Dip tubes, although simple, are very important to the operation of gas and electric water heaters. Without a dip tube you won’t get much hot water.
Water Heater Dip Tubes
The dip tube in your water heater, (and nearly all water heaters have them), is a long plastic tube that fits into the inlet of the water heater and stops at about 8 inches above the bottom of the tank. Some water heaters have the cold water inlet at the bottom of the tank, and those water heaters do not need a dip tube since the cold water is already entering the tank from the bottom.
The dip tube is designed to direct the incoming cold water to the bottom of the heater. Without a dip tube the cold water coming into heater would just mix with some of the hot water at the top of the tank on its way to the outlet. You would get tepid water out of your faucets.
If your dip tube breaks off, you will only be able to get tepid water from your water heater, or it will seem to run out very quickly. It depends on how much of the dip tube broke off.
Broken or damaged dip tubes
If your water heater was built between 1993 and 1996, it might have a defective dip tube. Ninety percent of all water heaters built from 93 to 96 used the tubes, and after a few years of exposure to hot water many of them are disintegrating and breaking off.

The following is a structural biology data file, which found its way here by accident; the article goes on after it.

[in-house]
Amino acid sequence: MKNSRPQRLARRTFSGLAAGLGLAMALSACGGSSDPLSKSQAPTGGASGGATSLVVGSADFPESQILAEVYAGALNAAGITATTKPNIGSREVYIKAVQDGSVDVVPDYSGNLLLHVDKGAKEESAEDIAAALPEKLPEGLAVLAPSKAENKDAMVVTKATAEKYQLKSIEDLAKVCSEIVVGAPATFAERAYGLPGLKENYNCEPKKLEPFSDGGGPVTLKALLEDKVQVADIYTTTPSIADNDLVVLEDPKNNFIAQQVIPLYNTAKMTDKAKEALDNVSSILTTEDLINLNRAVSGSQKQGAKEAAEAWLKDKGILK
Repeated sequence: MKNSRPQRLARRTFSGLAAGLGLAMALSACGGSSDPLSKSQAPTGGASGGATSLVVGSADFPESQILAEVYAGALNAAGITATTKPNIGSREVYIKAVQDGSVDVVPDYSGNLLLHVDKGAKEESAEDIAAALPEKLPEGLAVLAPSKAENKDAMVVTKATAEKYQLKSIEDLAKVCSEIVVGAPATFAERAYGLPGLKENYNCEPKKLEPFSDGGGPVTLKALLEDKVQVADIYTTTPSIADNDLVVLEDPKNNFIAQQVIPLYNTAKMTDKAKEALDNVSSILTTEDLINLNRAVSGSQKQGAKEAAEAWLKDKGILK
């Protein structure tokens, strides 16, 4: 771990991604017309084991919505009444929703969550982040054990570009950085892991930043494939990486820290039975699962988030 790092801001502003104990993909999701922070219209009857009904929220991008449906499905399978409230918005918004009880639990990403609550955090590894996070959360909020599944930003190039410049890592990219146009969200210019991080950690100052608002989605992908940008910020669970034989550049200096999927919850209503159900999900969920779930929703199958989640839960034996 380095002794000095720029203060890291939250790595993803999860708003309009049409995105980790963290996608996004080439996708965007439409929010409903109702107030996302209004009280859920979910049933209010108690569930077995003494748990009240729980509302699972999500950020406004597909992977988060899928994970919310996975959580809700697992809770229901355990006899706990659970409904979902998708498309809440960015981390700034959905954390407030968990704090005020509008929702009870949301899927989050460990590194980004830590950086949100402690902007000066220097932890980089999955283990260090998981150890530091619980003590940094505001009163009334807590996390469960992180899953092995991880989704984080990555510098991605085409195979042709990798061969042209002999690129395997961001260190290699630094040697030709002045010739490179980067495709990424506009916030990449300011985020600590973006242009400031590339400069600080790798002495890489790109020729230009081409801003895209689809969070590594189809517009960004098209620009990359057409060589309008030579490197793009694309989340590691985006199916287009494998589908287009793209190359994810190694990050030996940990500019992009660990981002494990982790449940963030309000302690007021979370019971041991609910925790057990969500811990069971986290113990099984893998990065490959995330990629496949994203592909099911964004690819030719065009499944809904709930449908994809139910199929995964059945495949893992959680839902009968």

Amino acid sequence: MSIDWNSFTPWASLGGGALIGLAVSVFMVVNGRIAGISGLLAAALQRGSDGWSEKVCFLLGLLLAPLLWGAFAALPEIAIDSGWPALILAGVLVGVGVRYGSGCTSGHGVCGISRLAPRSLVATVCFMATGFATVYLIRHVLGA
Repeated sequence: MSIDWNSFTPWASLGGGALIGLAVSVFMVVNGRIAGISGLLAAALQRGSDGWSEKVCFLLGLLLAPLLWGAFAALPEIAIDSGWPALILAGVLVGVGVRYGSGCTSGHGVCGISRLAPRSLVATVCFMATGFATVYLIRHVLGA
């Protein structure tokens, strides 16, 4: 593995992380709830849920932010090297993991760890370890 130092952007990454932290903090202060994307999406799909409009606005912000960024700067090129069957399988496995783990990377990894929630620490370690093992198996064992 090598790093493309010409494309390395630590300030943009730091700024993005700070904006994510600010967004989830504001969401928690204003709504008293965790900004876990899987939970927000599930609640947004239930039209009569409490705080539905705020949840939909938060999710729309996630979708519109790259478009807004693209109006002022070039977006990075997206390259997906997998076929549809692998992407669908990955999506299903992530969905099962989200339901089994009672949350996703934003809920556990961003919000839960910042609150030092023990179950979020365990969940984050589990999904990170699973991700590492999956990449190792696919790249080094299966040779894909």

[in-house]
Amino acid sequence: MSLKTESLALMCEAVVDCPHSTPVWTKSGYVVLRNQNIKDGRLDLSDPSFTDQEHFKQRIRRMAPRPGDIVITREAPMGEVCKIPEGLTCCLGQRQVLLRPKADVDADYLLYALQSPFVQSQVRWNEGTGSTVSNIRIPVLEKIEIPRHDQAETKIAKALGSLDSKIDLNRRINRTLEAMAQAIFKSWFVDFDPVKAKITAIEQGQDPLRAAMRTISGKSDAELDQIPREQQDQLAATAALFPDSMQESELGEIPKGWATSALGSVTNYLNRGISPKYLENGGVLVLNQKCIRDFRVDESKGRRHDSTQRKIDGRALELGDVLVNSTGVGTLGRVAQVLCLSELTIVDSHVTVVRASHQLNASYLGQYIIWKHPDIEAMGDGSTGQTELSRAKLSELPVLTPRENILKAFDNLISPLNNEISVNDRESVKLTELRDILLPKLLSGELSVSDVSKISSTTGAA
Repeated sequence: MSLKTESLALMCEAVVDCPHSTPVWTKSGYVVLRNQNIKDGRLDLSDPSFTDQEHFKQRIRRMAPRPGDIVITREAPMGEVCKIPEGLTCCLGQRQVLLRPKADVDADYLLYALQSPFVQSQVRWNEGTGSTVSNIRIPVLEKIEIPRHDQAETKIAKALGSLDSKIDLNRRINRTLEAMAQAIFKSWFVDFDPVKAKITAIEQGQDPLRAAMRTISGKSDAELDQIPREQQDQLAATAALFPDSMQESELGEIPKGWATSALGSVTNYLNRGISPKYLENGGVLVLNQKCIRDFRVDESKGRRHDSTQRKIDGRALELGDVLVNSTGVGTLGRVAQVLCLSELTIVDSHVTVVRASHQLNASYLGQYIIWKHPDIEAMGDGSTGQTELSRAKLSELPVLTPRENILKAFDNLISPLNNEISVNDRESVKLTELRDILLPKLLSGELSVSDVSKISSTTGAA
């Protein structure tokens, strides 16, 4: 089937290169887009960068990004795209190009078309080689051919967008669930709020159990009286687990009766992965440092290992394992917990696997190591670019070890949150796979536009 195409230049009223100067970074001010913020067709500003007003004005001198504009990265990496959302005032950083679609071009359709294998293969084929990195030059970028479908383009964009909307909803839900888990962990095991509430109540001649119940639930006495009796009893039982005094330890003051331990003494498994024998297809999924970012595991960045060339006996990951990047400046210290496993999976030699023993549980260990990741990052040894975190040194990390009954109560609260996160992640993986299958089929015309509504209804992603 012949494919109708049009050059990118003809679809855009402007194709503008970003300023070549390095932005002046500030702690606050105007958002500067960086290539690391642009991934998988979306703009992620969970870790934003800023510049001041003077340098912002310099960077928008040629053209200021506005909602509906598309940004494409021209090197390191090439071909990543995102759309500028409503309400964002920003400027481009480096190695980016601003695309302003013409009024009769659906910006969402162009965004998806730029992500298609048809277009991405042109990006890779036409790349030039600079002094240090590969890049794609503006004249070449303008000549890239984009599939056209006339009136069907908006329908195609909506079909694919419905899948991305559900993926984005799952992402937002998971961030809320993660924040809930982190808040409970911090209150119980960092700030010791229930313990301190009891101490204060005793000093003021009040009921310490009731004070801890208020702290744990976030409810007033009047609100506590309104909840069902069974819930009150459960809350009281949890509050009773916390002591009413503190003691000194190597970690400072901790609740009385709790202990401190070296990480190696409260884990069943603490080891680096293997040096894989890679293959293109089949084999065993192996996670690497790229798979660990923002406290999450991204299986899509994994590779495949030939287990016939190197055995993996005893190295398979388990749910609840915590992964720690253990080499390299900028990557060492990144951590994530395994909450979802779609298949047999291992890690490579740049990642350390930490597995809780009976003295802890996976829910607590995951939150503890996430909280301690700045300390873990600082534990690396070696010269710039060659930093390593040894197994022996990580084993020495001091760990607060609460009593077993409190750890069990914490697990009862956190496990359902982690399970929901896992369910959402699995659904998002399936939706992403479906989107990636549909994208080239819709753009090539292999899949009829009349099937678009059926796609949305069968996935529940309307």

If you think your water heater may be affected, check the serial number on the tank. The first 4 numbers in the serial number are usually the month and year of manufacture.
Affected water heaters will have the numbers 93, 94, 95, 96 or 97 in the third and fourth digit.
Small bits of plastic
A big clue is if you begin finding small bits of plastic in your faucet aerators, shower head, clogging strainers and filter screens on appliances.
To replace a broken or damaged dip tube is easy in theory, but in reality sometimes it can be very difficult to remove an old rusted in pipe nipple from the inlet fitting on the water heater.
Some dip tubes have a flared end, and you drop the tube in and thread in the inlet nipple which holds it in place. Others are molded into the nipple itself.
Curved dip tubes to reduce sediment
Some manufactures use a dip tube with a curved bottom that in theory swirls the water around to reduce sediment buildup and to make it easier to flush the sediment out. You can curve the end of a dip tube by heating it over a flame and bending it by hand.
Dip tubes have to be made of plastic, because if they were made of say copper, they would quickly destroy the anode rod and your water heater could quickly develop leaks.
Dip tubes can be purchased online for under $20.00